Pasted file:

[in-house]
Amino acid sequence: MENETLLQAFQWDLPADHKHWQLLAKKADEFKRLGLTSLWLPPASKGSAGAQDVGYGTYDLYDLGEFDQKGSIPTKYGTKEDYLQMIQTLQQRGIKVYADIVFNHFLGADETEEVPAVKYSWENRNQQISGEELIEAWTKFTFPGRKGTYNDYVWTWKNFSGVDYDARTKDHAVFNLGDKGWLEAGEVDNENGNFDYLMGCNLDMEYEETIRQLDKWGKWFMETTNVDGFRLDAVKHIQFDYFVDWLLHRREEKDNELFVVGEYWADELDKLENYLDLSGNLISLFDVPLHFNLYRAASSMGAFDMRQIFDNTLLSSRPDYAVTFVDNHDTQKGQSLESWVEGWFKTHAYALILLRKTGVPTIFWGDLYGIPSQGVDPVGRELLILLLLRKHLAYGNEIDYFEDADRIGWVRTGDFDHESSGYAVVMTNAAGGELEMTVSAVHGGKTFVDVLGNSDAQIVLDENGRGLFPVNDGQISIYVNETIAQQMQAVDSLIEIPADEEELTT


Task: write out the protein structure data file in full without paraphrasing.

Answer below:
[in-house]
Amino acid sequence: MENETLLQAFQWDLPADHKHWQLLAKKADEFKRLGLTSLWLPPASKGSAGAQDVGYGTYDLYDLGEFDQKGSIPTKYGTKEDYLQMIQTLQQRGIKVYADIVFNHFLGADETEEVPAVKYSWENRNQQISGEELIEAWTKFTFPGRKGTYNDYVWTWKNFSGVDYDARTKDHAVFNLGDKGWLEAGEVDNENGNFDYLMGCNLDMEYEETIRQLDKWGKWFMETTNVDGFRLDAVKHIQFDYFVDWLLHRREEKDNELFVVGEYWADELDKLENYLDLSGNLISLFDVPLHFNLYRAASSMGAFDMRQIFDNTLLSSRPDYAVTFVDNHDTQKGQSLESWVEGWFKTHAYALILLRKTGVPTIFWGDLYGIPSQGVDPVGRELLILLLLRKHLAYGNEIDYFEDADRIGWVRTGDFDHESSGYAVVMTNAAGGELEMTVSAVHGGKTFVDVLGNSDAQIVLDENGRGLFPVNDGQISIYVNETIAQQMQAVDSLIEIPADEEELTT